Iceland’s Blue Lagoon – Not Just for Movies

Blue Lagoon, Iceland, Reykjavik, geothermal, water, fun, travel, photo

At the Blue Lagoon in Iceland

When planning our trip to Iceland, we decided that because the Blue Lagoon was on the way from the airport to Reykjavik that it would make a lot of sense to stop there after landing as a way to relax after a not-long-enough overnight flight (and a long layover in JFK).

Getting there

So after landing in Reykjavik, we found the bus that takes passengers to the Blue Lagoon (along with all the luggage), right outside of arrivals – you can’t miss it once you walk outside!   There are buses that go to the Blue Lagoon and others that go into Reykjavik.  Just look at the buses or ask!  Folks are very helpful.

Blue Lagoon, Iceland, Reykjavik, geothermal, water, fun, travel, photo

The arrivals area at the Keflavik airport

Blue Lagoon, Iceland, Reykjavik, geothermal, water, fun, travel, photo

Right across from that arrival area, you see the buses

Once you get to the Blue Lagoon, right by where the buses drop you off, is a storage room where you can leave your luggage (for a price).  You can bring a bag in to the changing room and there are lockers there but they are small.  We packed the bathing suit, a change of clothes and some toiletries in the smaller bag.  There was a little of a wait to get in as the place was full and they control how many people will be in at once (which I take it as a good thing).

In the changing area they clearly ask that everyone shower without clothing on BEFORE getting into the lagoon.  I assume it is for hygiene reasons but it seems most people ignore that…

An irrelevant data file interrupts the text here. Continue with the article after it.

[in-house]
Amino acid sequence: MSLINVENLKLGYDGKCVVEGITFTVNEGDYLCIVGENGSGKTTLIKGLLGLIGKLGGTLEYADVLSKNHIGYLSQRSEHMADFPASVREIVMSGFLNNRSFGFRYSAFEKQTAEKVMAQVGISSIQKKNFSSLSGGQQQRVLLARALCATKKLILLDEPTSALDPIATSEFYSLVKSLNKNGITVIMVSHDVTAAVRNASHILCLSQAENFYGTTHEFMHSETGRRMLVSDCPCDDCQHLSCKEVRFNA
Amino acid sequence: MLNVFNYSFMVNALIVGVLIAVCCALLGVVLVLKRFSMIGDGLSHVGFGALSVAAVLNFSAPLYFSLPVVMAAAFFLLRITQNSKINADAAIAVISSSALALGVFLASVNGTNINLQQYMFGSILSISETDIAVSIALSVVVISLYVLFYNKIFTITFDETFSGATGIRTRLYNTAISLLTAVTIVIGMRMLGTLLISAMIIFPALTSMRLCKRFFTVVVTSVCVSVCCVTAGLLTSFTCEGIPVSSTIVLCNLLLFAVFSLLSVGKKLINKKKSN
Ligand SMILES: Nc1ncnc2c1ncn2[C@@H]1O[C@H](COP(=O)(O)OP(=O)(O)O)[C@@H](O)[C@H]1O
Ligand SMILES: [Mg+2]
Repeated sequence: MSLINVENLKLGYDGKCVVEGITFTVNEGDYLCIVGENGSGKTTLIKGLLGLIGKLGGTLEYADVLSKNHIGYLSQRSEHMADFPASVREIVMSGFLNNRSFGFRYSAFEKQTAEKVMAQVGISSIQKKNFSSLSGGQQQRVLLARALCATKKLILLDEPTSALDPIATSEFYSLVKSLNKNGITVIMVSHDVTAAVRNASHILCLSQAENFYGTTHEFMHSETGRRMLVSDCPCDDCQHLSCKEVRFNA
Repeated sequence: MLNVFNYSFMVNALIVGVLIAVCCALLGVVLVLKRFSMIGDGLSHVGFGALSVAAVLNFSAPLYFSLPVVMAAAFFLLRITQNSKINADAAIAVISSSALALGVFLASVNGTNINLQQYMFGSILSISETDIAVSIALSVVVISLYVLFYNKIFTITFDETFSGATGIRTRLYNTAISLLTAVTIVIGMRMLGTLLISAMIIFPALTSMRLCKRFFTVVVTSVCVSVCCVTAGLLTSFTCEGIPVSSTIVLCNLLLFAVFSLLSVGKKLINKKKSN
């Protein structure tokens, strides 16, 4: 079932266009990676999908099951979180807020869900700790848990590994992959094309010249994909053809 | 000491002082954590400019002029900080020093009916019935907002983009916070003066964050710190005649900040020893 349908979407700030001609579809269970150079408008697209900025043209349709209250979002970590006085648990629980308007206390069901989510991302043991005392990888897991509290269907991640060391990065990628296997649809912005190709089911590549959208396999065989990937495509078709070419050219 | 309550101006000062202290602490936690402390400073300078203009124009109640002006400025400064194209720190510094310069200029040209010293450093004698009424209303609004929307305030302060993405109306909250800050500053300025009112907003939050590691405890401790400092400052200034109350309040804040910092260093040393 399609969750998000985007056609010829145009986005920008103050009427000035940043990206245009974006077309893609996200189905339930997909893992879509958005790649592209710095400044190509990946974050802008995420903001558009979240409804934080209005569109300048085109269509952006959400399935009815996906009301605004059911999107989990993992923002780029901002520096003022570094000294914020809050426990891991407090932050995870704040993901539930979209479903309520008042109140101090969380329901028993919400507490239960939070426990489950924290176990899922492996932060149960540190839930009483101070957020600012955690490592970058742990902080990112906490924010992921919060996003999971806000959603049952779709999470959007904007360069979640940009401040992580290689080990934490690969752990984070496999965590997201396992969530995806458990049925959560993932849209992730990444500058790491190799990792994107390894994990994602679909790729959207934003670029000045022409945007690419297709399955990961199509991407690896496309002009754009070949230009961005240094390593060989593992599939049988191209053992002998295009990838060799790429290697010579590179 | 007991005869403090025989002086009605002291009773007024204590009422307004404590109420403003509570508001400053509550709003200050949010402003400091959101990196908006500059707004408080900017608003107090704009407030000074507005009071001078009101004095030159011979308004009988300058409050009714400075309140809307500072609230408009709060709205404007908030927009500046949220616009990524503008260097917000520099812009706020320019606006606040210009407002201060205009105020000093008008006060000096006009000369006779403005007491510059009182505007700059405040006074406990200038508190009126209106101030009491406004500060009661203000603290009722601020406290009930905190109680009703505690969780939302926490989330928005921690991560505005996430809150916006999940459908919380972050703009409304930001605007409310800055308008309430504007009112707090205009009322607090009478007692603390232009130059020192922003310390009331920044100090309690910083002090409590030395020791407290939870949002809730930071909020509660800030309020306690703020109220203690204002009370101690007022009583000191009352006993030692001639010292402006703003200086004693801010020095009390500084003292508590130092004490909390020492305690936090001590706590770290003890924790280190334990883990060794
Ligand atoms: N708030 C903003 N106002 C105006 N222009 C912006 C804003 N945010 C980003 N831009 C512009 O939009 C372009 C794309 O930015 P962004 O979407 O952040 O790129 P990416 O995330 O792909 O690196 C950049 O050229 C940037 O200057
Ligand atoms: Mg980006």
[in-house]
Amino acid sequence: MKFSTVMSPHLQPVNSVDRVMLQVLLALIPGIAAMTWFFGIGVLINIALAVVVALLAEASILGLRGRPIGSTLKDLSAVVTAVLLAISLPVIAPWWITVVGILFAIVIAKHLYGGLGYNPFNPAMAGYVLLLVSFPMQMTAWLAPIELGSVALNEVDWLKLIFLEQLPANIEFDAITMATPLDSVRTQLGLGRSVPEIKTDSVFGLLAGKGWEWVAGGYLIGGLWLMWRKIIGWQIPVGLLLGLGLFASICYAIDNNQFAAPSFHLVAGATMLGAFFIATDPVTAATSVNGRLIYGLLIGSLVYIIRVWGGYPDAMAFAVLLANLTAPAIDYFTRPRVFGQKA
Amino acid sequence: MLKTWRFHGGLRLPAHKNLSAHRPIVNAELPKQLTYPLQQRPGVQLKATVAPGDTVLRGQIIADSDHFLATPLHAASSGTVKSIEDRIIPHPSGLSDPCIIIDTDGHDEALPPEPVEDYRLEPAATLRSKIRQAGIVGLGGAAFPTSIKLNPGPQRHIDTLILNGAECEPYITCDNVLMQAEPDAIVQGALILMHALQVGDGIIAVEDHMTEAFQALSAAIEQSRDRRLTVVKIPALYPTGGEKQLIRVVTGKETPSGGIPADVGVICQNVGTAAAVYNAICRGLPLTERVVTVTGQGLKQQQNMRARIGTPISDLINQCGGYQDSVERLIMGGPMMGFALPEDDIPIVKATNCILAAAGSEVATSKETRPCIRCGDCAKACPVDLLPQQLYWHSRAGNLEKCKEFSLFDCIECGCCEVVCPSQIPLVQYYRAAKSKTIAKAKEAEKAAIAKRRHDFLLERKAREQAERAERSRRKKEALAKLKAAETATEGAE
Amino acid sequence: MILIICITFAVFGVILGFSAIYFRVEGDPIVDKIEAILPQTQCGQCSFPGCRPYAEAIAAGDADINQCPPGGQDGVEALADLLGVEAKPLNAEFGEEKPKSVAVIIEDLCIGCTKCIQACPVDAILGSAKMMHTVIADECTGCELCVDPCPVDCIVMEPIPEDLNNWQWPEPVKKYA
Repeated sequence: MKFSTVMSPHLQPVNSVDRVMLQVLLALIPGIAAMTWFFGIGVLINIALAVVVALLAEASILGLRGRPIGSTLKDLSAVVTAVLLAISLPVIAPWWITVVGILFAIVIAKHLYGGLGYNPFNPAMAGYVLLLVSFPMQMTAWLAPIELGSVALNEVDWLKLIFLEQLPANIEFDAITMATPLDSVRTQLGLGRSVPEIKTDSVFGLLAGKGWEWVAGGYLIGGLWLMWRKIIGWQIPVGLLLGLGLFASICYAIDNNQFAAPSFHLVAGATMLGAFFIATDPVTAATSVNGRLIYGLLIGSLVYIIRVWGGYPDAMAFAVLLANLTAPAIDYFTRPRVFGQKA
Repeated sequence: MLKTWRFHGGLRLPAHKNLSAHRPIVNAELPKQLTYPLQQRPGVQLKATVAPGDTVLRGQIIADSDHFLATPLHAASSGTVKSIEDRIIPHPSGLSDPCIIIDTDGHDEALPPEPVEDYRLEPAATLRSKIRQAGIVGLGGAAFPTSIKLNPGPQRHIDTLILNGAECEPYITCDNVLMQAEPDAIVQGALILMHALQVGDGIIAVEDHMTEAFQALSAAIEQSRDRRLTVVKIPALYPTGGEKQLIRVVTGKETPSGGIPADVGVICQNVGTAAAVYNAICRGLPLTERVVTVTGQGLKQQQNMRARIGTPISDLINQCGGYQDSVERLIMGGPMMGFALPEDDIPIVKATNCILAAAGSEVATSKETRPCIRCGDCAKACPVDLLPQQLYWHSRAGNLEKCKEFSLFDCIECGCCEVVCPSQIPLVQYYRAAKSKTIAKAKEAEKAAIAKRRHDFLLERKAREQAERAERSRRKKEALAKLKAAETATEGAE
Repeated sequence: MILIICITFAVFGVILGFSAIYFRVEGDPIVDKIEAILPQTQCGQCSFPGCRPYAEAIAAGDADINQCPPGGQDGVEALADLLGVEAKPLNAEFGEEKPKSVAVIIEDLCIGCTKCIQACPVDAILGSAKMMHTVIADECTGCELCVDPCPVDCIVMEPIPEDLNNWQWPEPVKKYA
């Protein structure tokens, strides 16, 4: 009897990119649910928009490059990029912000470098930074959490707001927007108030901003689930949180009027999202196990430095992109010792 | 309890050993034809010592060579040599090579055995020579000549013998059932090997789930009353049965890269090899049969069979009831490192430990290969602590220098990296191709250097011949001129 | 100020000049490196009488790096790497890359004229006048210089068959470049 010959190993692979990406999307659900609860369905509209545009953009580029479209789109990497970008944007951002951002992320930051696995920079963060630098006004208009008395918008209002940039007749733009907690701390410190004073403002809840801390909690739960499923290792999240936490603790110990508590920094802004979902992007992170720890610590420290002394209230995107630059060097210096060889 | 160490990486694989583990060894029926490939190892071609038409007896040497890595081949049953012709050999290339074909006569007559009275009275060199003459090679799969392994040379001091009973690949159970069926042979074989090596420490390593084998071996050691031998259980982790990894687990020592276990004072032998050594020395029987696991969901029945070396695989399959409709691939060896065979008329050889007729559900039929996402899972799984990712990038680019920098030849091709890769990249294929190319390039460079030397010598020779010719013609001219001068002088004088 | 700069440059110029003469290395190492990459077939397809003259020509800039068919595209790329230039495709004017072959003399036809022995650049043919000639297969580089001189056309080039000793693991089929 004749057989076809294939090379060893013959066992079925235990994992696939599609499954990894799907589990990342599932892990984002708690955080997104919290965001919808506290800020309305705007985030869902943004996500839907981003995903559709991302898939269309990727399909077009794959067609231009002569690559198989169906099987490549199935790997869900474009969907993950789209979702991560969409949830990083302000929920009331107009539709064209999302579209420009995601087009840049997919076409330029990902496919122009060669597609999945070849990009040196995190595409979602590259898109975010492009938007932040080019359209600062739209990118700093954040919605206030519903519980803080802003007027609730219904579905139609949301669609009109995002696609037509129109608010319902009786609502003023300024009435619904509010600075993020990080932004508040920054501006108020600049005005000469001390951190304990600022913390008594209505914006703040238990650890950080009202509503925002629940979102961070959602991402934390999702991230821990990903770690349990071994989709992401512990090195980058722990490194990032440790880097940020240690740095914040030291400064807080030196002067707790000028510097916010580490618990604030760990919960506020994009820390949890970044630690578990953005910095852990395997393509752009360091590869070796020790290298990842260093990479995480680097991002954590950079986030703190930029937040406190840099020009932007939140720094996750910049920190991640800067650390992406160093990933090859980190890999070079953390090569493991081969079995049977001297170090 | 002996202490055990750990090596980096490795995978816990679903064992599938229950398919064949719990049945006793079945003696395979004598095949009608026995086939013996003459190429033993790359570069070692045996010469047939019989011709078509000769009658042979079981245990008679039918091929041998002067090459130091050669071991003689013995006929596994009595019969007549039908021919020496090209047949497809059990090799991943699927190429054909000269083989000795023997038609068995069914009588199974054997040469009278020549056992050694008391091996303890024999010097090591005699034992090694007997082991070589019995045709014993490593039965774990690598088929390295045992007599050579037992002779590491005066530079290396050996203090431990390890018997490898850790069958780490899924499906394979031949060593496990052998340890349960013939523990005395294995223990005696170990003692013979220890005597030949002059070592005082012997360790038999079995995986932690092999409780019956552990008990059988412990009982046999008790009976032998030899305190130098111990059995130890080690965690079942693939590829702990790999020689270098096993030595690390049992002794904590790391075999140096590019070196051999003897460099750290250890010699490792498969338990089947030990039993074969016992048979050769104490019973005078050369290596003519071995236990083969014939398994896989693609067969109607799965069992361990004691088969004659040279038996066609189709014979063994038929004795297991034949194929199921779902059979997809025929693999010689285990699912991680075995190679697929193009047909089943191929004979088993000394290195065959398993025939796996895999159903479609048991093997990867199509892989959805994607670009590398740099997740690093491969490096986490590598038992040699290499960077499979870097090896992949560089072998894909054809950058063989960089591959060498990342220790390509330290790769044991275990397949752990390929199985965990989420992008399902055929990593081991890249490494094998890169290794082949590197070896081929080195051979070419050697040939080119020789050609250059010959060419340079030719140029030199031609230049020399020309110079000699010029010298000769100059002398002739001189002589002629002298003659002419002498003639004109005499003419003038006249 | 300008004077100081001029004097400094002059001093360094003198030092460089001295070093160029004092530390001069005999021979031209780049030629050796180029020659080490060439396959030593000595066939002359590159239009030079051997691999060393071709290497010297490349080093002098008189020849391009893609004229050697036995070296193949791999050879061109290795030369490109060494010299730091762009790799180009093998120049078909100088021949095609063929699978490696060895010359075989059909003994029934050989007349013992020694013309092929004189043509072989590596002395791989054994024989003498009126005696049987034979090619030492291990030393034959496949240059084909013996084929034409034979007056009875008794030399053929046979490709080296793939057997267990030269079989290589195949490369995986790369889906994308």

The lagoon – minus Brooke Shields

Though it was a little cold that morning, the moment you step into the lagoon (which is sort of a light baby blue) you begin to warm up.  The lagoon is quite large and you can remain close to the area where you drop your towel/lounge or you can go further away to areas that are much more quite on the opposite side.  That day love apparently was in the air as there were many couples on that opposite side…  You can also hunt down the areas where the hot water comes in if you want the temperature a little hotter.

Blue Lagoon, Iceland, Reykjavik, geothermal, water, fun, travel, photo, Olympus

Beautiful waters and landscape

Conveniently (probably for all the British youth that may visit), there is a corner of the lagoon with an in-water bar area for those who want their drink on while in the lagoon.

Blue Lagoon, Iceland, Reykjavik, geothermal, water, fun, travel, photo, Olympus

The bar scene

Once in the lagoon, you can go to a couple of spots to find the local white-ish mud to put on you to rejuvenate your skin.  Though always uncertain about the effectiveness of such muds, I partook.  Clearly, not a flattering look but I look 18 years younger.  Well worth the embarrassing look captured below!